...primarily because I know that there will be ads online no matter WHAT I do...Adblock is a great firefox plugin, but still...ads are everywhere. If I am going to be forced to have them on the pages that I frequently view (like my hotmail account) I would MUCH rather that they be pertinant to my interests. I don't care about Botox, but an advert for a sale on an nvidia 8800...see, that I wouldn't mind

Re:I am happy they are doing this... (1)

Sporkinum (655143) | more than 7 years ago | (#17390186)

Adblock is a great firefox plugin, but still...ads are everywhere.
If you are still seeing ads, you aren't using adblock correctly.

Unless they make them serve from the same server the content is from and don't have the path different from other graphics, or just make them text that is part of the normal served page, I see no advertising at all.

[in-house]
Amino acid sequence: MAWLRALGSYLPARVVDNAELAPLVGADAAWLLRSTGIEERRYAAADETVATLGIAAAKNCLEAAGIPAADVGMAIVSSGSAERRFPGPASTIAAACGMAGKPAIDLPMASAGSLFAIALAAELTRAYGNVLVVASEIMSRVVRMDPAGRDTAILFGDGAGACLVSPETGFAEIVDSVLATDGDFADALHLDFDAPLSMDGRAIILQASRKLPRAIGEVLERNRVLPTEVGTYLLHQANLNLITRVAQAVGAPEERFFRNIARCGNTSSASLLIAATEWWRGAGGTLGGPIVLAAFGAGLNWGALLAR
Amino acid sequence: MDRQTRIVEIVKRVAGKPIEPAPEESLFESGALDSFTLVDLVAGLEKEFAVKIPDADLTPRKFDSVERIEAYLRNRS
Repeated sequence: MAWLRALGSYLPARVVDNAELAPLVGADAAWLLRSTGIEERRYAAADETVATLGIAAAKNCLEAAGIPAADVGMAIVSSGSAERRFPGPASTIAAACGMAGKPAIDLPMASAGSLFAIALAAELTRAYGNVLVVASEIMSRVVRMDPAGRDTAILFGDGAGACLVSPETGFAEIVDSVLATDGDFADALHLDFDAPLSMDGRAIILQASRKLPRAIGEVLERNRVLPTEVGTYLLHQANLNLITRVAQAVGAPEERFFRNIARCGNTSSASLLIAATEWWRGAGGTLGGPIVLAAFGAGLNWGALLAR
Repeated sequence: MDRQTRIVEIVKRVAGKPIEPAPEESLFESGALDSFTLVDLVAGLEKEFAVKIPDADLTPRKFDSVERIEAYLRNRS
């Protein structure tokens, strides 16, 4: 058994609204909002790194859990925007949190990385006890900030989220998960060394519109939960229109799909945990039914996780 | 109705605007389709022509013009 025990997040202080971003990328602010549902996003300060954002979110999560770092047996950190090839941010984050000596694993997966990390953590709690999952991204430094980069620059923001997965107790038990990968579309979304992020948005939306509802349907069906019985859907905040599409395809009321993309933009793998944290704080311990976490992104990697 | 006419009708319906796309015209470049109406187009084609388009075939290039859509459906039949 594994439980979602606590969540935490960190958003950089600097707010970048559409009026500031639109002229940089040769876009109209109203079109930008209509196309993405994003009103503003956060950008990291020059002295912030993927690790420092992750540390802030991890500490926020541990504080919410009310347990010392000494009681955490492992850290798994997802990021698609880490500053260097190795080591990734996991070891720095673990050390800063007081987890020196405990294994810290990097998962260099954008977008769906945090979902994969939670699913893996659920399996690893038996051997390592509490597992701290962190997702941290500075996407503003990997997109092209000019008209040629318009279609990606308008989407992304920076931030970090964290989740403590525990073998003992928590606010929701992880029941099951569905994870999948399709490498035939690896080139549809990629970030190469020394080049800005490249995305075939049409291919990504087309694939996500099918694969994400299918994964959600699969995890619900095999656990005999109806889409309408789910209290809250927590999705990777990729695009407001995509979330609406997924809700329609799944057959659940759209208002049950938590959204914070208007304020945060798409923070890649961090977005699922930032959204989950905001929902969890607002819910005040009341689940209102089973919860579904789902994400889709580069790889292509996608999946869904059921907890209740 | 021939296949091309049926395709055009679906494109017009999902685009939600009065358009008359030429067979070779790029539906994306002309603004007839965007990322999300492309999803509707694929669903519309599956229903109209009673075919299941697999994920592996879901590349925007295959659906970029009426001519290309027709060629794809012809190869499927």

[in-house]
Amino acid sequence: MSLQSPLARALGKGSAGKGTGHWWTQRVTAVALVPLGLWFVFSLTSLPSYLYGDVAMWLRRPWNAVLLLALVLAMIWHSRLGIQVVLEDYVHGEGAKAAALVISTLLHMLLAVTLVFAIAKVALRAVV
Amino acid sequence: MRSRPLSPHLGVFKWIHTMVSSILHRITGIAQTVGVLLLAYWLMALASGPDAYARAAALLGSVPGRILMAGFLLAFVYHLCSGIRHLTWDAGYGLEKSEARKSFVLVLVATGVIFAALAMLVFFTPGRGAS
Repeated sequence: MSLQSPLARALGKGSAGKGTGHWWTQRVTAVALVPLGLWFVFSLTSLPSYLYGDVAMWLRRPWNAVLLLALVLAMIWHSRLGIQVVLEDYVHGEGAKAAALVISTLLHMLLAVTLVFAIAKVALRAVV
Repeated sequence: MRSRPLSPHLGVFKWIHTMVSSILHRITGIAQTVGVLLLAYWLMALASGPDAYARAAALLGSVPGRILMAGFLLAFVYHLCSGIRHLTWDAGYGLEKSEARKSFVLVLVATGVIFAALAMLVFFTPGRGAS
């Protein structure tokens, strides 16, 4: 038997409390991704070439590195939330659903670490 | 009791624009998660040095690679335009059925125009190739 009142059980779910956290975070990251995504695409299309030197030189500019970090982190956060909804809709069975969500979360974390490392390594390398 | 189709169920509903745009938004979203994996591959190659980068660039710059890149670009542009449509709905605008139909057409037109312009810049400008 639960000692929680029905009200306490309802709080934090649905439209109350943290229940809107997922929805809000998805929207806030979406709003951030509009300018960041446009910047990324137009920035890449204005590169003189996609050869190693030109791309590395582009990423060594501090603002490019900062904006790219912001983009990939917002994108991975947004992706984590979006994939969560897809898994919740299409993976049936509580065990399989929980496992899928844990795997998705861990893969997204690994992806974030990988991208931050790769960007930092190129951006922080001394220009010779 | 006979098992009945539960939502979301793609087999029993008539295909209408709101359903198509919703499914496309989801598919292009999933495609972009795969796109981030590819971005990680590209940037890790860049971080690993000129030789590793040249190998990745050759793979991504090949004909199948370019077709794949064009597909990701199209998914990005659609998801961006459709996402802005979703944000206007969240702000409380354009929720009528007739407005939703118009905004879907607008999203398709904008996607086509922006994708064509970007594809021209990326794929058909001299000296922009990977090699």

scary assumptions (1)

lingoman (793455) | more than 7 years ago | (#17389608)

Somehow I don't feel that my privacy is threatened by the collection of terrabytes of search strings. After all the web is free and search engines are not regulated public monopoly, but it makes me sad to think of the rationales behind these business strategies. Like these:

  • I am what I search for on the web.
  • I will always be what I am now

So when I read somewhere that Jerry Seinfeld was a Scientologist, I spent 15 minutes trying to see if that's true. Does my curiosity deserve to be rewarded by a plague of Scientology ads?